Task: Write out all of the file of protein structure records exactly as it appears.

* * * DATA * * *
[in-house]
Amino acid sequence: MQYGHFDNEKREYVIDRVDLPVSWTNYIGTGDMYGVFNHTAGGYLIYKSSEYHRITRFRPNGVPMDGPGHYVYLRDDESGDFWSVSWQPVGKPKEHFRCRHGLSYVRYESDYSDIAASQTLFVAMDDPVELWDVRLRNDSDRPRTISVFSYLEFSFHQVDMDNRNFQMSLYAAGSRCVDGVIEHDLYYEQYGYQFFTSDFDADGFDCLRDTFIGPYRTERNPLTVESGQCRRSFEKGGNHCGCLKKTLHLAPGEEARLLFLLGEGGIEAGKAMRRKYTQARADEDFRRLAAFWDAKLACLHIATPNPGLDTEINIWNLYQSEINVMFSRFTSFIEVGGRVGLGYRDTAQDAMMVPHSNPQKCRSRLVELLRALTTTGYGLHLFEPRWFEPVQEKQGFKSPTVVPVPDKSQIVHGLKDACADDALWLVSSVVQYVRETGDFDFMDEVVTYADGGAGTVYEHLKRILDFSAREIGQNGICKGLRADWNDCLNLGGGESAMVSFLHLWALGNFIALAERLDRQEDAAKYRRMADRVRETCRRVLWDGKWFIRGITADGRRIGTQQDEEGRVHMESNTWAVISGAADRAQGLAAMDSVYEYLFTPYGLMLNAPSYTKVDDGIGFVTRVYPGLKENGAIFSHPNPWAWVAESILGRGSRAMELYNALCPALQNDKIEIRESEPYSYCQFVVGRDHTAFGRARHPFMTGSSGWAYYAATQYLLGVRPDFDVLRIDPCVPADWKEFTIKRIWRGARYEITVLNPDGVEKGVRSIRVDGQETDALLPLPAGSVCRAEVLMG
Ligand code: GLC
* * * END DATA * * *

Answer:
[in-house]
Amino acid sequence: MQYGHFDNEKREYVIDRVDLPVSWTNYIGTGDMYGVFNHTAGGYLIYKSSEYHRITRFRPNGVPMDGPGHYVYLRDDESGDFWSVSWQPVGKPKEHFRCRHGLSYVRYESDYSDIAASQTLFVAMDDPVELWDVRLRNDSDRPRTISVFSYLEFSFHQVDMDNRNFQMSLYAAGSRCVDGVIEHDLYYEQYGYQFFTSDFDADGFDCLRDTFIGPYRTERNPLTVESGQCRRSFEKGGNHCGCLKKTLHLAPGEEARLLFLLGEGGIEAGKAMRRKYTQARADEDFRRLAAFWDAKLACLHIATPNPGLDTEINIWNLYQSEINVMFSRFTSFIEVGGRVGLGYRDTAQDAMMVPHSNPQKCRSRLVELLRALTTTGYGLHLFEPRWFEPVQEKQGFKSPTVVPVPDKSQIVHGLKDACADDALWLVSSVVQYVRETGDFDFMDEVVTYADGGAGTVYEHLKRILDFSAREIGQNGICKGLRADWNDCLNLGGGESAMVSFLHLWALGNFIALAERLDRQEDAAKYRRMADRVRETCRRVLWDGKWFIRGITADGRRIGTQQDEEGRVHMESNTWAVISGAADRAQGLAAMDSVYEYLFTPYGLMLNAPSYTKVDDGIGFVTRVYPGLKENGAIFSHPNPWAWVAESILGRGSRAMELYNALCPALQNDKIEIRESEPYSYCQFVVGRDHTAFGRARHPFMTGSSGWAYYAATQYLLGVRPDFDVLRIDPCVPADWKEFTIKRIWRGARYEITVLNPDGVEKGVRSIRVDGQETDALLPLPAGSVCRAEVLMG
Ligand code: GLC